The above product, as a migrant solution, was then warmed to 20° C. and electrophoresed using a continuous electrophoretic separation apparatus of the type generally described in U.K. Pat. Nos. 1,431,887 and 1,431,888. The apparatus had 29 outlet ports, a stator radius of 40 mm, a rotor radius of 45 mm to give an annular gap of 5 mm, and electrodes 304 mm in length. A carrier solution at 2° C. comprising an aqueous tris-citrate solution (pH 7.5: electrical conductivity 0.75 mScm-1 at 20° C.) was passed upwardly through the annular gap at a rate of 500 ml/minute and the flow stabilised by rotation of the rotor. The migrant solution was injected into the annular gap at a rate of 10 ml/minute. The electrophoresis was carried out at 35 amps and 27 volts giving a temperature rise of carrier solution of 20° C., i.e., from 2° C. to 22° C. The electrolytes were ammonium acetate (1 M, pH 7.5) for the cathode and an equal volume mixture (pH 7.5) of ammonium citrate (0.2 M) and ammonium phosphate (0.15 M) for the anode. Separated components containing Factor VIII activity as judged by a one-stage assay procedure were collected and those containing about 75% of the total Factor VIII clotting activity (which was from 4 to 5 of the outlets) were pooled together, freeze dried and stored at -25° C. The one-stage assay procedure used was as described in American Journal of Chemical Pathology, Vol. 61 No. 2 February 1974: "Reassessment of a Non-Haemophilic Reagent for Factor VIII (AHF) Determination" by de Angula & Frommel.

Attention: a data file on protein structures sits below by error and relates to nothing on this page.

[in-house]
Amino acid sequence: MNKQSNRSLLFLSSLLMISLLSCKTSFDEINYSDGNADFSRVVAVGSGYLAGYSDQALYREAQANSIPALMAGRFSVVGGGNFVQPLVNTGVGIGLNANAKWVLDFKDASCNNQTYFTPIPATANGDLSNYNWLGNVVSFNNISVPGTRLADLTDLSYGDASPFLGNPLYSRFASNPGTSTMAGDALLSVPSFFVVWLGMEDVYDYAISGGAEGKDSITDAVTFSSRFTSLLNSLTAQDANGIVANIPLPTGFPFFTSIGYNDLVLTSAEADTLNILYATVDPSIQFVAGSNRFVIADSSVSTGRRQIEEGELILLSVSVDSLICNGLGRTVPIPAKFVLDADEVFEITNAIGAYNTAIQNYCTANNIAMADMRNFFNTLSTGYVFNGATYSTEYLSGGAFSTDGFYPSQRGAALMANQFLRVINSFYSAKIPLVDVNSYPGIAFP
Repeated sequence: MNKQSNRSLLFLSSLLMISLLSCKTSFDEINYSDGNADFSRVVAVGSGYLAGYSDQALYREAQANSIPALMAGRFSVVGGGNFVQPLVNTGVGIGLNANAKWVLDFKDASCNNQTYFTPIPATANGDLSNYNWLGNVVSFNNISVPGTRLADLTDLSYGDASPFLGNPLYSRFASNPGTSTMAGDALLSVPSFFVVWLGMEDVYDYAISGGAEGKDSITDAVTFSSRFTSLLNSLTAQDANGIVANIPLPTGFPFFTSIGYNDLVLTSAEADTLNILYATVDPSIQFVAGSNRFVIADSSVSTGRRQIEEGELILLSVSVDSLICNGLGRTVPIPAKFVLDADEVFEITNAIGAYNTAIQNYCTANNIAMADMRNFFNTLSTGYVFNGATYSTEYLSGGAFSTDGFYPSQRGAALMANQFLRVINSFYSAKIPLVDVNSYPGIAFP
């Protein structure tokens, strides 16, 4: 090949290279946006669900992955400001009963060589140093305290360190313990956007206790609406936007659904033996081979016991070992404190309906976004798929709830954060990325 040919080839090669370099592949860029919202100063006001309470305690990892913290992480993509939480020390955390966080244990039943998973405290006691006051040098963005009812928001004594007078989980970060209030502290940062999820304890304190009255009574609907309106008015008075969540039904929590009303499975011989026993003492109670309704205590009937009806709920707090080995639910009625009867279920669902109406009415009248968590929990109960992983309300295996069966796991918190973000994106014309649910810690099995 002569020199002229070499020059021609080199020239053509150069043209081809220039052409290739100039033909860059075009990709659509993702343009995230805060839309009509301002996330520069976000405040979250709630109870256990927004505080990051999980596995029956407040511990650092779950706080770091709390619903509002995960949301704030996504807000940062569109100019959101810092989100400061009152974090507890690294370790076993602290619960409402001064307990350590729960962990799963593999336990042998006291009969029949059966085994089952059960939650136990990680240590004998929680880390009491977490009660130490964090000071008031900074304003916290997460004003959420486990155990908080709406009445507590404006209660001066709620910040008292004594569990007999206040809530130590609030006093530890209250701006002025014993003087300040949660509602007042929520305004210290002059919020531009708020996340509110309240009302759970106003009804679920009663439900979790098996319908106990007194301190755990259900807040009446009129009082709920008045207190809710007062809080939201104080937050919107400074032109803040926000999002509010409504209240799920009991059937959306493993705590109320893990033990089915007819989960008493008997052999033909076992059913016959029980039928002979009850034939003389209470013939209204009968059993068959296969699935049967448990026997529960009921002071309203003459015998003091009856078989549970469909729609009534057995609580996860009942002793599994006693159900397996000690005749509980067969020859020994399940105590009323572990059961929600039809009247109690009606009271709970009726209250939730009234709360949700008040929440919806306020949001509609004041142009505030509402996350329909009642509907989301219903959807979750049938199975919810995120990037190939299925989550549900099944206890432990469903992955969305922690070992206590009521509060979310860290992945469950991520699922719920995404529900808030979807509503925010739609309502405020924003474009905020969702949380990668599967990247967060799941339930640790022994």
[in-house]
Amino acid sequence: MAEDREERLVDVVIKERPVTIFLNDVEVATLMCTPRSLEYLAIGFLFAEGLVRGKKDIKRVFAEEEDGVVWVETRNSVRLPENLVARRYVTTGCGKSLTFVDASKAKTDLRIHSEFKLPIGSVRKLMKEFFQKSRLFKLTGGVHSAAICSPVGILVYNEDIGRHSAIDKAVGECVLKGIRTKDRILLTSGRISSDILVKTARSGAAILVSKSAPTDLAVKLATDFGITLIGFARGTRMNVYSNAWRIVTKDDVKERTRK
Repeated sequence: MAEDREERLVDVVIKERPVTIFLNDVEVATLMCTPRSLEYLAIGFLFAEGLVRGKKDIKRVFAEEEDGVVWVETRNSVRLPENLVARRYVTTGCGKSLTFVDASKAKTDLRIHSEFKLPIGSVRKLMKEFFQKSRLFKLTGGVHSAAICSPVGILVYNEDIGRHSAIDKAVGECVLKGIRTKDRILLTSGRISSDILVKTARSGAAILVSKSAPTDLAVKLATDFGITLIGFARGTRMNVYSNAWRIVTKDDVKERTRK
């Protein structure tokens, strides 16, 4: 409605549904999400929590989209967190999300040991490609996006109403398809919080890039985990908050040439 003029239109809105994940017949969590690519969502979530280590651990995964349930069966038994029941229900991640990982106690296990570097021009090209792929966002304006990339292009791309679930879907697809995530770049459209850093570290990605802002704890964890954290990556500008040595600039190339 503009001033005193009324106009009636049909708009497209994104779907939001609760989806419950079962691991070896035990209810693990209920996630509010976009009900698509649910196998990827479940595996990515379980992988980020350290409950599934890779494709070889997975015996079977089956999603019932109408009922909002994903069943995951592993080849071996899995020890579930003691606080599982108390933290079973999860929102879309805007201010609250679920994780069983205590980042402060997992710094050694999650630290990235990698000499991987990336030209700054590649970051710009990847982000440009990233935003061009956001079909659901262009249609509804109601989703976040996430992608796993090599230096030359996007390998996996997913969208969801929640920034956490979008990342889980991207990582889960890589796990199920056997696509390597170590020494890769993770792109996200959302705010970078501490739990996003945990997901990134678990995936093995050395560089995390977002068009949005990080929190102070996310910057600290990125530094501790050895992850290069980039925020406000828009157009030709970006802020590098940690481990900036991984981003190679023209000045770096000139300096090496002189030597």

The above freeze dried product was redissolved in about 1/30th of the volume, from electrophoresis, of distilled water to give a concentration of about 15 mg/ml of protein, the pH adjusted to 7 using dilute ammonia solution and insoluble material removed by centrifugation at 15000 r.p.m. for 15 minutes. A further one-stage assay as above showed that about 80% of the Factor VIII activity of the pooled components had been recovered. Thus, the overall recovery from the initial plasma was at least 60%, with a 14-fold purification over the initial plasma in relation to protein concentration.
The final product contained virtually no fibrinogen; the major contaminant was albumin. Factor VIII related antigen was also present; the ratio of clotting activity to antigen was approximately the same as in the initial plasma (The antigen is the protein associated with the Factor VIII clotting activity).